Here is a poignant love poem about a Tibetan Drukpa Kagyud community living in the foothills of northern India. Produced and photographed by Barbara Green, narrated by Dechen Bartso, interspersed with singing by Thrinlay Chodon, and edited by Nathaniel Dorsky, this documentary transports us to Tashi Jong—“auspicious valley”—a self-sustaining community of 400 that fled the Kham region of Eastern Tibet in 1959.
The video shows how the spirit of this community’s religious faith permeates the activities of its everyday life. The simple and elegant narration depicts the daily rhythms of cooking, cleaning, teaching classes and performing various tasks in Tashi Jong’s monastery. We are introduced to a craft center where carpets are made and sold; to a children’s school in which subjects are taught in Tibetan, Hindi and English; and to a health clinic that dispenses both modern and traditional medicines. Tibetan herbal concoctions are prepared under the supervision of tokdens, highly accomplished yogis who specialize in the diagnosis and treatment of physical and spiritual ailments.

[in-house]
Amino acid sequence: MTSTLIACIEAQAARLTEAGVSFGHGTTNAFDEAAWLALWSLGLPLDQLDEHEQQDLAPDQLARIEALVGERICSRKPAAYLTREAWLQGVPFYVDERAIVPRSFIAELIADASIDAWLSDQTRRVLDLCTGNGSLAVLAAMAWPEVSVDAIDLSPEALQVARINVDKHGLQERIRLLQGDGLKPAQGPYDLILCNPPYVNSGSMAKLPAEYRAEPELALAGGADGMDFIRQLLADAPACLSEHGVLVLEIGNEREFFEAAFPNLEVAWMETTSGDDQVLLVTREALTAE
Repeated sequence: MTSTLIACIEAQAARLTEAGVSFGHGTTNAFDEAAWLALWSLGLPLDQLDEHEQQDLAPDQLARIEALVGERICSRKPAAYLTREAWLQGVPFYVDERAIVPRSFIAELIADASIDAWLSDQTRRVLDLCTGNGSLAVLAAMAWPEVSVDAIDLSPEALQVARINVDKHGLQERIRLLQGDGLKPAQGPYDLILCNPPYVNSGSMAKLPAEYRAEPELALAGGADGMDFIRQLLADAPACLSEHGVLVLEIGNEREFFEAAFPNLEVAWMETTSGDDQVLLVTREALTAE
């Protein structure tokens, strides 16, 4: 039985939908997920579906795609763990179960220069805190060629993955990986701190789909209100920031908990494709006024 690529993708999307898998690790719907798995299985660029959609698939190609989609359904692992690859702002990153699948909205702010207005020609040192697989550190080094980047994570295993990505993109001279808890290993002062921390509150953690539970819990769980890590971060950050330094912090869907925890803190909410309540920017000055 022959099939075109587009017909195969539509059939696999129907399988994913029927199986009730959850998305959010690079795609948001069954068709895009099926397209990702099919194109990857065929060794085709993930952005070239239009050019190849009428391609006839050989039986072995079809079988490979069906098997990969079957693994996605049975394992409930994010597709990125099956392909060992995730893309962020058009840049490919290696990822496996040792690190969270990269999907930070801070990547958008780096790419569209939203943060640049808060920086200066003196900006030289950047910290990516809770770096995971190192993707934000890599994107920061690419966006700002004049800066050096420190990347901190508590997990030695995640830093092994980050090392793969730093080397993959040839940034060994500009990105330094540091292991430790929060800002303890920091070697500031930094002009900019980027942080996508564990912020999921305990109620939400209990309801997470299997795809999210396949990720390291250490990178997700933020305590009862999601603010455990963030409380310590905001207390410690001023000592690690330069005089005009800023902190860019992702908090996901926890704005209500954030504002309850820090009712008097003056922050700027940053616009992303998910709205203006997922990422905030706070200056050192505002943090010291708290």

Concluding segments of the video depict sacred dances that were transmitted, over three hundred years ago, in a vision of Padmasambhava received by the community’s spiritual leader, Khamtrul Rinpoche. Padmasambhava, the charismatic founder of Buddhism in Tibet, foretold that the performance of these dances would help sustain the dharma. The community has maintained the dances faithfully ever since. Depicting a dramatic triumph of wisdom over ignorance, the dances use slow gentle sounds and movements to help quiet the mind and deepen compassion, and fast forceful rhythms to mark the end of the ego’s grasping. The dances transform ordinary time and space into a sacred dimension, one that honors daily struggles for survival as expressions of compassion in action.
To watch this video is to be touched by the living spirit and devotion of this remarkable community.